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Thinking the Faith, Praying the Faith, Living the Faith is written by the PC(USA) Office of Theology and Worship.

Thinking, praying, and living the faith is at the core of ministry in the Office of Theology and Worship. In the following videos, learn more about what thinking, praying, and living the faith means to the leadership of the Office of Theology and Worship. Discover why it matters and what difference it makes in our lives, work, and worship.  

Charles Wiley  
Barry Ensign-George
David Gambrell
Christine Hong 
Karen Russell

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March 26, 2013

Heidelberg Catechism ReMix

In this 23 minute video, Dr. Hansen explores the hows and whys of the new translation, how it compares to the earlier translation and the original German and Latin, and the catechism can build the faith of individuals and congregations.

March 22, 2013

Why Are We Losing Our Kids?

“Our kids are smart. They picked up on the message we unwittingly taught. If church is simply a place to learn life-application principals to achieve a better life in community… you don’t need a crucified Jesus for that.” --from website Marc5Solas

March 21, 2013

Passing on the Faith

 As many of us were taught, the root meaning of the word tradition is handing over for safekeeping.  We pass on to others the best of what we have; we pass on the tradition.  In a really nice column on Huffington Post, Derek Penwell, in effect, asks the question, "what is the tradition which we hand over?"  What if the next generation doesn't want what we think is treasure.  My kids don't really want this sofa.  What will they want from my church?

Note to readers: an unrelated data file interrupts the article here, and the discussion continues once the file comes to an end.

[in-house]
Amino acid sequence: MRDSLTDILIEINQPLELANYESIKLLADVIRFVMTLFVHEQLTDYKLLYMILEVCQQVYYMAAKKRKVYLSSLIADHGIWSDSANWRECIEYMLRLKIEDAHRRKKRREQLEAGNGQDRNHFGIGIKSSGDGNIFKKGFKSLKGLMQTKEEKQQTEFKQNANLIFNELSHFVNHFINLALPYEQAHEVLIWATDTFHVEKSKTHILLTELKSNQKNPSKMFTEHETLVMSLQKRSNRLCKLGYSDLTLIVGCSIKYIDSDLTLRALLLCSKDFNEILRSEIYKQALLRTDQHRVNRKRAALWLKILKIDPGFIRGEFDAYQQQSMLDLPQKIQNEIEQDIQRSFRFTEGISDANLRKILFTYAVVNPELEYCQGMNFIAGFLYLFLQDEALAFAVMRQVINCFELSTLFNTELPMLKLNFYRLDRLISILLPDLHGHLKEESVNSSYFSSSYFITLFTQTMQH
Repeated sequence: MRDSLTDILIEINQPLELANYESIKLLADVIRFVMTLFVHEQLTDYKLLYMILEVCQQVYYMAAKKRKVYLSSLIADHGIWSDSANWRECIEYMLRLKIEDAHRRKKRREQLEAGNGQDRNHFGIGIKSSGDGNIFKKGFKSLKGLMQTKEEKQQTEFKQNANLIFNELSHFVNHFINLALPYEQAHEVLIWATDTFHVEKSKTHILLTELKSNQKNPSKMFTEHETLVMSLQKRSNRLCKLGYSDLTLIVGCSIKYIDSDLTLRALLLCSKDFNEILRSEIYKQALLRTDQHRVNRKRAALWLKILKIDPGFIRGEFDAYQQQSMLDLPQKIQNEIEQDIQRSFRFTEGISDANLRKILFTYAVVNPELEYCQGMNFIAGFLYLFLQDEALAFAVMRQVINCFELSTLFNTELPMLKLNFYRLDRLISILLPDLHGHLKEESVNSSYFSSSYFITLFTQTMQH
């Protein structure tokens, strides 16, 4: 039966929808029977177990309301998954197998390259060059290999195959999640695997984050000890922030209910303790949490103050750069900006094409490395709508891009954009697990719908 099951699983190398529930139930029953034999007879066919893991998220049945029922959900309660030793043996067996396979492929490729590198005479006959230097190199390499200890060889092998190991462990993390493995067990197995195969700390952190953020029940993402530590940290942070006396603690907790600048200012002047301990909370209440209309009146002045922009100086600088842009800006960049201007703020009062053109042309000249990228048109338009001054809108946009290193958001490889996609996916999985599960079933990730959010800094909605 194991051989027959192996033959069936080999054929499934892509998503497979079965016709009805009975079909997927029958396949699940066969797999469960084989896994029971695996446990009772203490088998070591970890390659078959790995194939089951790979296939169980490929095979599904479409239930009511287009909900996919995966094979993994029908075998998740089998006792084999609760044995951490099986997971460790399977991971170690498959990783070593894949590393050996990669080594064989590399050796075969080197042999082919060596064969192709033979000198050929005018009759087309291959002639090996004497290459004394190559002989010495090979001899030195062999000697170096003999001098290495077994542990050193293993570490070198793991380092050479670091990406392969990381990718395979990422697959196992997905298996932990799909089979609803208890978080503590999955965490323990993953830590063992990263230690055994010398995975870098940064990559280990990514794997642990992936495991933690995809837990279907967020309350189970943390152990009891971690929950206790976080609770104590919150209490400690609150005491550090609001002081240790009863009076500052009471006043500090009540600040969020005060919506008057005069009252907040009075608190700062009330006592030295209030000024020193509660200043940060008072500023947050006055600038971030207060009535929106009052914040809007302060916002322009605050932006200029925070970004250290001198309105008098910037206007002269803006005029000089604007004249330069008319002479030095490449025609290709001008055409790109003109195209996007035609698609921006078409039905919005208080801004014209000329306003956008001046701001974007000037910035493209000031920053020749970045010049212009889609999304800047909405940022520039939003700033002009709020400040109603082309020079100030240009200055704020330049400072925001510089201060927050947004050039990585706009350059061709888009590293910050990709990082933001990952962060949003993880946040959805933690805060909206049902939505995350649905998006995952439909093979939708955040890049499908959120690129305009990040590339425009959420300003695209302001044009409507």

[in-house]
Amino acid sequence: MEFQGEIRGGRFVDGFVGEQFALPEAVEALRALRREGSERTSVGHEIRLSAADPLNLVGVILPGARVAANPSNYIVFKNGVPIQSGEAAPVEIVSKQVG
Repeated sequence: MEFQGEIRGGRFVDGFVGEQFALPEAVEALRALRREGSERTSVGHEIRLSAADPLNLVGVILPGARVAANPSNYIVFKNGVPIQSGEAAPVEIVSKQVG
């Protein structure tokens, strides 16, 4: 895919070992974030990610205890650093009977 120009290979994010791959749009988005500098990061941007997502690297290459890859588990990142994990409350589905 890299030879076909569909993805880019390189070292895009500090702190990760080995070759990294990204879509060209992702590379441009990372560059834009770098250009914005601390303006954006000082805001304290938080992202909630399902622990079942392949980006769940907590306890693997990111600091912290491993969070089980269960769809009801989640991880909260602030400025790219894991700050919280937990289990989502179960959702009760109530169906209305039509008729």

March 13, 2013

Musings on the election of Francis

Like many of my fellow Presbyterians, I have been following the story of the resignation of Benedict the XVI and the election of Francis.

March 5, 2013

What's Significant about the Catholic/Reformed Dialogue Agreement on Baptism?

The Reformed and Roman Catholics appear to interpret biblical and patristic "sources with hermeneutics conditioned by confessional and dogmatic assumptions held a priori. This is most especially true in the reading of central texts from the corpus of Augustine’s works on baptism, faith, justification, sacrament and original sin. . . . Indeed, the reconciliation of approaches to the reading of Augustine may open a path for exchange and understanding between both churches in a way never before achieved."